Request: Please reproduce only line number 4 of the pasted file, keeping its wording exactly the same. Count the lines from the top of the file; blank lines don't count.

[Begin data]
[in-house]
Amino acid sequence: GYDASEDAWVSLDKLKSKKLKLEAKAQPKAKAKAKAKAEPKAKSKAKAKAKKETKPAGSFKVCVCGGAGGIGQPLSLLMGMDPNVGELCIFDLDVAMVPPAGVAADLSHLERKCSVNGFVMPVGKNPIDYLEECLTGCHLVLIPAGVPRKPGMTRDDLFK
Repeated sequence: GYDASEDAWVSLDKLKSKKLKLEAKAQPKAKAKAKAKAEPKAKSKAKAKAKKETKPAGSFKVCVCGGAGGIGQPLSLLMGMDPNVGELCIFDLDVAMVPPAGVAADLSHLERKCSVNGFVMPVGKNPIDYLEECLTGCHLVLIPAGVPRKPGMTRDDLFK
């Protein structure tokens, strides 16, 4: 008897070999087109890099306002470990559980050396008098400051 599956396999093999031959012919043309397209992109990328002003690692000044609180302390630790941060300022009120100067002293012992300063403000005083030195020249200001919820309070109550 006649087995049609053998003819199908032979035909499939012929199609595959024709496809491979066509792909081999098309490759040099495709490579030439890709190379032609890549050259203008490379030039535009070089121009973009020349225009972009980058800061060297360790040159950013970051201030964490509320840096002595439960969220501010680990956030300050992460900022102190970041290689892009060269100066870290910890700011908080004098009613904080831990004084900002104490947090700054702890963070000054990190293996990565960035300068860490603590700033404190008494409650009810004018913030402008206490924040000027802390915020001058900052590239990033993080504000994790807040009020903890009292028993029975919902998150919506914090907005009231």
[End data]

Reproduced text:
């Protein structure tokens, strides 16, 4: 008897070999087109890099306002470990559980050396008098400051 599956396999093999031959012919043309397209992109990328002003690692000044609180302390630790941060300022009120100067002293012992300063403000005083030195020249200001919820309070109550 006649087995049609053998003819199908032979035909499939012929199609595959024709496809491979066509792909081999098309490759040099495709490579030439890709190379032609890549050259203008490379030039535009070089121009973009020349225009972009980058800061060297360790040159950013970051201030964490509320840096002595439960969220501010680990956030300050992460900022102190970041290689892009060269100066870290910890700011908080004098009613904080831990004084900002104490947090700054702890963070000054990190293996990565960035300068860490603590700033404190008494409650009810004018913030402008206490924040000027802390915020001058900052590239990033993080504000994790807040009020903890009292028993029975919902998150919506914090907005009231």